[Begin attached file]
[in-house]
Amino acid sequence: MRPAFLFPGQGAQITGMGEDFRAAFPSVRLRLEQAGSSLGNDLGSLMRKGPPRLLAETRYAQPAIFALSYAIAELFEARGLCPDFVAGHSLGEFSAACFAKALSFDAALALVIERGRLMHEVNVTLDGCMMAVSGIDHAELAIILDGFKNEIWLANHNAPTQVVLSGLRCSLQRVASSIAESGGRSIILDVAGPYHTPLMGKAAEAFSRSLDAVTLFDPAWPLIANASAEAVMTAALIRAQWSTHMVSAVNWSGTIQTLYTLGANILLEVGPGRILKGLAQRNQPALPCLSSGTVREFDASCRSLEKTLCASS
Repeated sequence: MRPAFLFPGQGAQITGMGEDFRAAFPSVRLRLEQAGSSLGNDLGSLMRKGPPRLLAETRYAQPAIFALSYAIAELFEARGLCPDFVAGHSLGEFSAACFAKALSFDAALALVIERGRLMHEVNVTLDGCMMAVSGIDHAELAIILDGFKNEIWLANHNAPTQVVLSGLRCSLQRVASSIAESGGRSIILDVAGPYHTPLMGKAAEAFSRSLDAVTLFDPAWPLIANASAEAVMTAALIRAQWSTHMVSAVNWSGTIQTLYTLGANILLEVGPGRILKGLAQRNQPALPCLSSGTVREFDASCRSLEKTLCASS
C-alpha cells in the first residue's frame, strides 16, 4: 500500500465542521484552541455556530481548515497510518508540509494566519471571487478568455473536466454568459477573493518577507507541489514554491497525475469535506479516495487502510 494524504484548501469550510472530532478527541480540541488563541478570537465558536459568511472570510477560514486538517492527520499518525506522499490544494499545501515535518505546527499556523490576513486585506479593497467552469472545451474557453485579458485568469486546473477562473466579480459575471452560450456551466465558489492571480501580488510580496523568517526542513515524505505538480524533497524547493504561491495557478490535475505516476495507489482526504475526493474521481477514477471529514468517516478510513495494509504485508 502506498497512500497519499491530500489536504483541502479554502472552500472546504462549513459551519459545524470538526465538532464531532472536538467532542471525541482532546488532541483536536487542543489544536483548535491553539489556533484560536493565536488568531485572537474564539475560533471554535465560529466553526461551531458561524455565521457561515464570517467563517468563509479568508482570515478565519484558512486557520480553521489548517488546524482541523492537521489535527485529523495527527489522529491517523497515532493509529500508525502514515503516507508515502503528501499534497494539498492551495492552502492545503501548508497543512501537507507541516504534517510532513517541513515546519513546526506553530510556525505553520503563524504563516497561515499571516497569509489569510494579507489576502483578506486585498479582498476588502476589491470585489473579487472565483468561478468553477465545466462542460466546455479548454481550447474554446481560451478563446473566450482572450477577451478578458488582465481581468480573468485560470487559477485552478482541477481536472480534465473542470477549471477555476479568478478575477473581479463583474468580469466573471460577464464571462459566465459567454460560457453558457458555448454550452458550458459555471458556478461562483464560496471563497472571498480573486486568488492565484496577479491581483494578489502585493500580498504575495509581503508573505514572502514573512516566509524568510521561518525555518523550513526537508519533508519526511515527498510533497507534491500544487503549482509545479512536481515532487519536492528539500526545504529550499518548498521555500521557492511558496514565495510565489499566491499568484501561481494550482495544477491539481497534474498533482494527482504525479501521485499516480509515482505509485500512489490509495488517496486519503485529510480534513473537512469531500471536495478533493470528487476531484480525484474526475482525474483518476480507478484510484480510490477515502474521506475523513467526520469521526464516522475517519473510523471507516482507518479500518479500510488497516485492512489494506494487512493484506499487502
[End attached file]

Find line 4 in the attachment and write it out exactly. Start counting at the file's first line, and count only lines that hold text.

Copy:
C-alpha cells in the first residue's frame, strides 16, 4: 500500500465542521484552541455556530481548515497510518508540509494566519471571487478568455473536466454568459477573493518577507507541489514554491497525475469535506479516495487502510 494524504484548501469550510472530532478527541480540541488563541478570537465558536459568511472570510477560514486538517492527520499518525506522499490544494499545501515535518505546527499556523490576513486585506479593497467552469472545451474557453485579458485568469486546473477562473466579480459575471452560450456551466465558489492571480501580488510580496523568517526542513515524505505538480524533497524547493504561491495557478490535475505516476495507489482526504475526493474521481477514477471529514468517516478510513495494509504485508 502506498497512500497519499491530500489536504483541502479554502472552500472546504462549513459551519459545524470538526465538532464531532472536538467532542471525541482532546488532541483536536487542543489544536483548535491553539489556533484560536493565536488568531485572537474564539475560533471554535465560529466553526461551531458561524455565521457561515464570517467563517468563509479568508482570515478565519484558512486557520480553521489548517488546524482541523492537521489535527485529523495527527489522529491517523497515532493509529500508525502514515503516507508515502503528501499534497494539498492551495492552502492545503501548508497543512501537507507541516504534517510532513517541513515546519513546526506553530510556525505553520503563524504563516497561515499571516497569509489569510494579507489576502483578506486585498479582498476588502476589491470585489473579487472565483468561478468553477465545466462542460466546455479548454481550447474554446481560451478563446473566450482572450477577451478578458488582465481581468480573468485560470487559477485552478482541477481536472480534465473542470477549471477555476479568478478575477473581479463583474468580469466573471460577464464571462459566465459567454460560457453558457458555448454550452458550458459555471458556478461562483464560496471563497472571498480573486486568488492565484496577479491581483494578489502585493500580498504575495509581503508573505514572502514573512516566509524568510521561518525555518523550513526537508519533508519526511515527498510533497507534491500544487503549482509545479512536481515532487519536492528539500526545504529550499518548498521555500521557492511558496514565495510565489499566491499568484501561481494550482495544477491539481497534474498533482494527482504525479501521485499516480509515482505509485500512489490509495488517496486519503485529510480534513473537512469531500471536495478533493470528487476531484480525484474526475482525474483518476480507478484510484480510490477515502474521506475523513467526520469521526464516522475517519473510523471507516482507518479500518479500510488497516485492512489494506494487512493484506499487502